This doctrine is a hard saying, a difficult thing for the human reason to accept; and for an obvious reason, because of the evident humanity of the Avatar. The Avatar is always a dual phenomenon of divinity and humanity; the Divine takes upon himself the human nature with all its outward limitations and makes them the circumstances, means, instruments of the divine consciousness and the divine power, a vessel of the divine birth and the divine works. But so surely it must be, since otherwise the object of the Avatar’s descent is not fulfilled; for that object is precisely to show that the human birth with all its limitations can be made such a means and instrument of the divine birth and divine works, precisely to show that the human type of consciousness can be compatible with the divine essence of consciousness made manifest, can be converted into its vessel, drawn into nearer conformity with it by a change of its mould and a heightening of its powers of light and love and strength and purity; and to show also how it can be done. If the Avatar were to act in an entirely supernormal fashion, this object would not be fulfilled. A merely supernormal or miraculous Avatar would be a meaningless absurdity; not that there need be an entire absence of the use of supernormal powers such as Christ’s so called miracles of healing, for the use of supernormal powers is quite a possibility of human nature; but there need not be that at all, nor in any case is it the root of the matter, nor would it at all do if the life were nothing else but a display of supernormal fireworks. The Avatar does not come as a thaumaturgic magician, but as the divine leader of humanity and the exemplar of a divine humanity. Even human sorrow and physical suffering he must assume and use so as to show, first, how that suffering may be a means of redemption,—as did Christ,—secondly, to show how, having been assumed by the divine soul in the human nature, it can also be overcome in the same nature,—as did Buddha. The rationalist who would have cried to Christ, “If thou art the Son of God, come down from the cross,” or points out sagely that the Avatar was not divine because he died and died too by disease,—as a dog dieth,—knows not what he is saying: for he has missed the root of the whole matter. Even, the Avatar of sorrow and suffering must come before there can be the Avatar of divine joy; the human limitation must be assumed in order to show how it can be overcome; and the way and the extent of the overcoming, whether internal only or external also, depends upon the stage of the human advance; it must not be done by a non-human miracle.
The question then arises, and it is the sole real difficulty, for here the intellect falters and stumbles over its own limits, how is this human mind and body assumed? For they were not created suddenly and all of a piece, but by some kind of evolution, physical or spiritual or both. No doubt, the descent of the Avatar, like the divine birth from the other side, is essentially a spiritual phenomenon, as is shown by the Gita’s atmanam srjami, it is a soul-birth; but still there is here an attendant physical birth. How then were this human mind and body of the Avatar created? If we suppose that the body is always created by the hereditary evolution, by inconscient Nature and its immanent Life-spirit without the intervention of the individual soul, the matter becomes simple. A physical and mental body is prepared fit for the divine incarnation by a pure or great heredity and the descending Godhead takes possession of it. But the Gita in this very passage applies the doctrine of reincarnation, boldly enough, to the Avatar himself, and in the usual theory of reincarnation the reincarnating soul by its past spiritual and psychological evolution itself determines and in a way prepares its own mental and physical body. The soul prepares its own body, the body is not prepared for it without any reference to the soul. Are we then to suppose an eternal or continual Avatar himself evolving, we might say, his own fit mental and physical body according to the needs and pace of the human evolution and so appearing from age to age, yuge yuge? In some such spirit some would interpret the ten incarnations of Vishnu, first in animal forms, then in the animal man, then in the dwarf man soul,Vamana, the violent Asuric man, Rama of the axe, the divinely-natured man, a greater Rama, the awakened spiritual man, Buddha, and, preceding him in time, but final in place, the complete divine manhood, Krishna,—for the last Avatar, Kalki, only accomplishes the work Krishna began,—he fulfils in power the great struggle which the previous Avatars prepared in all its potentialities. It is a difficult assumption to our modern mentality, but the language of the Gita seems to demand it. Or, since the Gita does not expressly solve the problem, we may solve it in some other way of our own, as that the body is prepared by the Jiva but assumed from birth by the Godhead or that it is prepared by one of the four Manus, chatvaro manavah, of the Gita, the spiritual Fathers of every human mind and body. This is going far into the mystic field from which the modern reason is still averse; but once we admit Avatarhood, we have already entered into it and, once entered, may as well tread in it with firm footsteps.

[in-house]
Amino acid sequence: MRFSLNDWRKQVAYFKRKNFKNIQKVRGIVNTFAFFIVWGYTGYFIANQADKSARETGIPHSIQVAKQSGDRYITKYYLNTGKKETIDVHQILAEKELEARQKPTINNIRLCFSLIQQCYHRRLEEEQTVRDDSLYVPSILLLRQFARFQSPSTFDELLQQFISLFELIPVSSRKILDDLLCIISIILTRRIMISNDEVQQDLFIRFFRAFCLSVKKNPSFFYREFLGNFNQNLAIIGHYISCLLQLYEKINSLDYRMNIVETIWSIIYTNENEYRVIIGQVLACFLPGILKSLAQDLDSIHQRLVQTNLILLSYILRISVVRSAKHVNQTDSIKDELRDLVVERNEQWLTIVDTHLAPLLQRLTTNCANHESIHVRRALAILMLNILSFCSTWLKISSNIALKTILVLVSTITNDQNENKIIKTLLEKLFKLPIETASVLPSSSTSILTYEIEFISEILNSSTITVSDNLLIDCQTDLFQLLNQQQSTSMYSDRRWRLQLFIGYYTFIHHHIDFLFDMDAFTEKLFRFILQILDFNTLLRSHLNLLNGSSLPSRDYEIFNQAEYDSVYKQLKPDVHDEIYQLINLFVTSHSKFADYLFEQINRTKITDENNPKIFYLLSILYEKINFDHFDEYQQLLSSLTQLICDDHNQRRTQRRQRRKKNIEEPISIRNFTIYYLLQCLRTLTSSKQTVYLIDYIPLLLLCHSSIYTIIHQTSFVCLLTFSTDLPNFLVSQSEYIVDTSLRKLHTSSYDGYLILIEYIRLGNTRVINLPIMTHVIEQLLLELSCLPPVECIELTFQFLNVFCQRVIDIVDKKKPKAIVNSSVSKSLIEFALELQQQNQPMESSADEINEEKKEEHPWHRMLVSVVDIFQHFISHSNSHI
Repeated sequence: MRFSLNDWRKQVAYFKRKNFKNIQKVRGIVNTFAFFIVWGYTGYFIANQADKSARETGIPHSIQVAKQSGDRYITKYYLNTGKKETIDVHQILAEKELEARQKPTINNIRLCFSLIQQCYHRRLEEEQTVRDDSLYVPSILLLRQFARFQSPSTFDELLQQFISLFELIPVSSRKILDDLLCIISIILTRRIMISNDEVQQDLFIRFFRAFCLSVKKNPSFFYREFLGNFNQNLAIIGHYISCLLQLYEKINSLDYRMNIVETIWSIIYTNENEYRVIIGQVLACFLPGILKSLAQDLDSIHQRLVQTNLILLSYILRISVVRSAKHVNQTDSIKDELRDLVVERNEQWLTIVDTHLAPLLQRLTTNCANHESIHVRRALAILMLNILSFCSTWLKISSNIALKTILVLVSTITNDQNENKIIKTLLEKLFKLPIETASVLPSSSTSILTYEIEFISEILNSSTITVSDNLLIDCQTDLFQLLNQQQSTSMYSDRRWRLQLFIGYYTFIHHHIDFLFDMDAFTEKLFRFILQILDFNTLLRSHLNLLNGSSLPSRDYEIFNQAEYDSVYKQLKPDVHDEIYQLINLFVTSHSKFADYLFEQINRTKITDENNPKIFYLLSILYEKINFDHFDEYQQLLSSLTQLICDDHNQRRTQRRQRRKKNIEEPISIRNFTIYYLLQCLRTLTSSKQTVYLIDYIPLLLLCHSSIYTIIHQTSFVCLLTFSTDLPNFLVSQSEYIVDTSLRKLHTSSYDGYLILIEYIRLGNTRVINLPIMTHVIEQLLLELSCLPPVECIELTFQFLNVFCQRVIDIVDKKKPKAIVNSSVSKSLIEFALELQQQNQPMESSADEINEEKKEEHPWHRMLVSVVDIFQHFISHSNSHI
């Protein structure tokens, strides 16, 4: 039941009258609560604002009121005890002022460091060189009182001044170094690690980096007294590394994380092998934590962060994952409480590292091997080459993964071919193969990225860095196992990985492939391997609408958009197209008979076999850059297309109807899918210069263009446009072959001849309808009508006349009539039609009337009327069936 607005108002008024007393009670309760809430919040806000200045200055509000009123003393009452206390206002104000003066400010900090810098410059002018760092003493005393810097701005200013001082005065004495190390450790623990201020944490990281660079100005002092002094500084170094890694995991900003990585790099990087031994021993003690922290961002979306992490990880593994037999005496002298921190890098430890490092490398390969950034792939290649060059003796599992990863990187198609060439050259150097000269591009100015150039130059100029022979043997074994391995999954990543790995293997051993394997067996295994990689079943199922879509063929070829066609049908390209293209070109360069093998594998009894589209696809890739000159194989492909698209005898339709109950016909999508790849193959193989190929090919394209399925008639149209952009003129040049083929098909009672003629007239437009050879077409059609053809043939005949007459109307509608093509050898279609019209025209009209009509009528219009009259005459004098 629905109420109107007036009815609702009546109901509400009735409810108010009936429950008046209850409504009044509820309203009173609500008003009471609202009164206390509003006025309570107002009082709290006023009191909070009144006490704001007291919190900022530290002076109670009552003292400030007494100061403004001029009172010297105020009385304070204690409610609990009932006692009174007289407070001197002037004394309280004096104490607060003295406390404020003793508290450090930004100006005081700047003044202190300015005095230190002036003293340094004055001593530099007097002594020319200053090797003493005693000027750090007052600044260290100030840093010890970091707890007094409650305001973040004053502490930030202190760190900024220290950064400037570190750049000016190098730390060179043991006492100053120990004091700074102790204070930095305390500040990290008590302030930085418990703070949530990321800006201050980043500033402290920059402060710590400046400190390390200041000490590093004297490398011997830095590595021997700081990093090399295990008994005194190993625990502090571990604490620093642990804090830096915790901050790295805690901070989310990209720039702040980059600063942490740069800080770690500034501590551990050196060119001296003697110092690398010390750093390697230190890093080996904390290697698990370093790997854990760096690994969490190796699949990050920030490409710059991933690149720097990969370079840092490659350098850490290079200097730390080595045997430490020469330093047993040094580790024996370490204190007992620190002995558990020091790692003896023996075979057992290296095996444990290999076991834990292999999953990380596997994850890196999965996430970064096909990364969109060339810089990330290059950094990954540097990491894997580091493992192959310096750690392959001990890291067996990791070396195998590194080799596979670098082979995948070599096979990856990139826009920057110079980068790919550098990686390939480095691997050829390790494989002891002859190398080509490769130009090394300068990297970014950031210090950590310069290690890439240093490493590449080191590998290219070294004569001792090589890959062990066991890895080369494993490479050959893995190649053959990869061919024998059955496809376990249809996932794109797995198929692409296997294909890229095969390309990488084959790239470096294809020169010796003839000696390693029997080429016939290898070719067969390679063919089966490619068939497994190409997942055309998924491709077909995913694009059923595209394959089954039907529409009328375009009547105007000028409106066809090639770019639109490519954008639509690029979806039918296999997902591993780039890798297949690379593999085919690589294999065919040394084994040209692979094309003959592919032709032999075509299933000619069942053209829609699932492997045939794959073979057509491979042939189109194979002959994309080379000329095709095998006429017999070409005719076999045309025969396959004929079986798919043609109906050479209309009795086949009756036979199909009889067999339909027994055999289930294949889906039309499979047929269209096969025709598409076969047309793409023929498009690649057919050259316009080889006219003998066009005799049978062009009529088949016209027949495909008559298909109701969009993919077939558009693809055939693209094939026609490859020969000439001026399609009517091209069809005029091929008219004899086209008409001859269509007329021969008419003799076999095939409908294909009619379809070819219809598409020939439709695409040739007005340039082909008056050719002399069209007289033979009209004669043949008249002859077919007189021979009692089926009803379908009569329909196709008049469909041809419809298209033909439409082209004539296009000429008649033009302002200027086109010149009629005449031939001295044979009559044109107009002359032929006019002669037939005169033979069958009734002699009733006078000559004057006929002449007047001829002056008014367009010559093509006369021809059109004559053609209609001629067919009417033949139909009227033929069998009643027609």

There the Gita’s doctrine of Avatarhood stands. We have had to advert to it at length in this aspect of its method, as we did to the question of its possibility, because it is necessary to look at it and face the difficulties which the reasoning mind of man is likely to offer to it. It is true that the physical Avatarhood does not fill a large space in the Gita, but still it does occupy a definite place in the chain of its teachings and is implied in the whole scheme, the very framework being the Avatar leading the vibhuti, the man who has risen to the greatest heights of mere manhood, to the divine birth and divine works. No doubt, too,the inner descent of the Godhead to raise the human soul into himself is the main thing,—it is the inner Christ, Krishna or Buddha that matters. But just as the outer life is of immense importance for the inner development, so the external Avatarhood is of no mean importance for this great spiritual manifestation. The consummation in the mental and physical symbol assists the growth of the inner reality; afterwards the inner reality expresses itself with greater power in a more perfect symbolisation of itself through the outer life. Between these two, spiritual reality and mental and physical expression, acting and returning upon each other constantly the manifestation of the Divine in humanity has elected to move always in the cycles of its concealment and its revelation.
Reference :- Essays on Gita by Sri Aurobindo